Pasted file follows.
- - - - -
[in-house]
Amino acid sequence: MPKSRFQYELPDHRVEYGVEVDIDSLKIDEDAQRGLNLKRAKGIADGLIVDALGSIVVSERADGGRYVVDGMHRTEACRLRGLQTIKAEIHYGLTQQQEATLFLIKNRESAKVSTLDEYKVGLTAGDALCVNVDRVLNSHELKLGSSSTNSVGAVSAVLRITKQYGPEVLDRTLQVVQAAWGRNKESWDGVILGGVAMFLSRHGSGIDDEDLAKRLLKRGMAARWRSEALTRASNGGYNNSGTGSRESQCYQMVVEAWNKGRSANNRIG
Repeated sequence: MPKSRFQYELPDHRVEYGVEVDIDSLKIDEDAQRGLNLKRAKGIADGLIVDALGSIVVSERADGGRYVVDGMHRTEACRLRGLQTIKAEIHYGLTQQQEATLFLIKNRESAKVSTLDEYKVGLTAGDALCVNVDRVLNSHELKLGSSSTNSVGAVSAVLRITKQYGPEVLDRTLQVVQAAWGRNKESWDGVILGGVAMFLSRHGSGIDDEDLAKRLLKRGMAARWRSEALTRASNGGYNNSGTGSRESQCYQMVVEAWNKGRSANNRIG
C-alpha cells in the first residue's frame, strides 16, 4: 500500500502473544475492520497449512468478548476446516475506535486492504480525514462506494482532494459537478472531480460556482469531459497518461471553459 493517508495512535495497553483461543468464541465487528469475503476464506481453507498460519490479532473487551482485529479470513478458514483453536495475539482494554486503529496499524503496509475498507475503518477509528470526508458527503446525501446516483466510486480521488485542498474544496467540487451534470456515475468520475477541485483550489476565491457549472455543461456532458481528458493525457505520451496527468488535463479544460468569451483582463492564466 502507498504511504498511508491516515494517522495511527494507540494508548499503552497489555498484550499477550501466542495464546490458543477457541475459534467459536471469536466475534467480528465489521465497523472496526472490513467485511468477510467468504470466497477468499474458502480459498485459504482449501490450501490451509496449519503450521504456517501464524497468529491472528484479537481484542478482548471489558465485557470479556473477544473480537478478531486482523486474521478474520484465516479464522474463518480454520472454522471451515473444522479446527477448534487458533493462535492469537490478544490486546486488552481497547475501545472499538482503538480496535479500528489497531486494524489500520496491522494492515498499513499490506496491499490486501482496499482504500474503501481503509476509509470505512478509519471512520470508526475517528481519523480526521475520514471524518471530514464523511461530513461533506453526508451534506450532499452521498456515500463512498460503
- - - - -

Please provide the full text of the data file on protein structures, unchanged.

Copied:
[in-house]
Amino acid sequence: MPKSRFQYELPDHRVEYGVEVDIDSLKIDEDAQRGLNLKRAKGIADGLIVDALGSIVVSERADGGRYVVDGMHRTEACRLRGLQTIKAEIHYGLTQQQEATLFLIKNRESAKVSTLDEYKVGLTAGDALCVNVDRVLNSHELKLGSSSTNSVGAVSAVLRITKQYGPEVLDRTLQVVQAAWGRNKESWDGVILGGVAMFLSRHGSGIDDEDLAKRLLKRGMAARWRSEALTRASNGGYNNSGTGSRESQCYQMVVEAWNKGRSANNRIG
Repeated sequence: MPKSRFQYELPDHRVEYGVEVDIDSLKIDEDAQRGLNLKRAKGIADGLIVDALGSIVVSERADGGRYVVDGMHRTEACRLRGLQTIKAEIHYGLTQQQEATLFLIKNRESAKVSTLDEYKVGLTAGDALCVNVDRVLNSHELKLGSSSTNSVGAVSAVLRITKQYGPEVLDRTLQVVQAAWGRNKESWDGVILGGVAMFLSRHGSGIDDEDLAKRLLKRGMAARWRSEALTRASNGGYNNSGTGSRESQCYQMVVEAWNKGRSANNRIG
C-alpha cells in the first residue's frame, strides 16, 4: 500500500502473544475492520497449512468478548476446516475506535486492504480525514462506494482532494459537478472531480460556482469531459497518461471553459 493517508495512535495497553483461543468464541465487528469475503476464506481453507498460519490479532473487551482485529479470513478458514483453536495475539482494554486503529496499524503496509475498507475503518477509528470526508458527503446525501446516483466510486480521488485542498474544496467540487451534470456515475468520475477541485483550489476565491457549472455543461456532458481528458493525457505520451496527468488535463479544460468569451483582463492564466 502507498504511504498511508491516515494517522495511527494507540494508548499503552497489555498484550499477550501466542495464546490458543477457541475459534467459536471469536466475534467480528465489521465497523472496526472490513467485511468477510467468504470466497477468499474458502480459498485459504482449501490450501490451509496449519503450521504456517501464524497468529491472528484479537481484542478482548471489558465485557470479556473477544473480537478478531486482523486474521478474520484465516479464522474463518480454520472454522471451515473444522479446527477448534487458533493462535492469537490478544490486546486488552481497547475501545472499538482503538480496535479500528489497531486494524489500520496491522494492515498499513499490506496491499490486501482496499482504500474503501481503509476509509470505512478509519471512520470508526475517528481519523480526521475520514471524518471530514464523511461530513461533506453526508451534506450532499452521498456515500463512498460503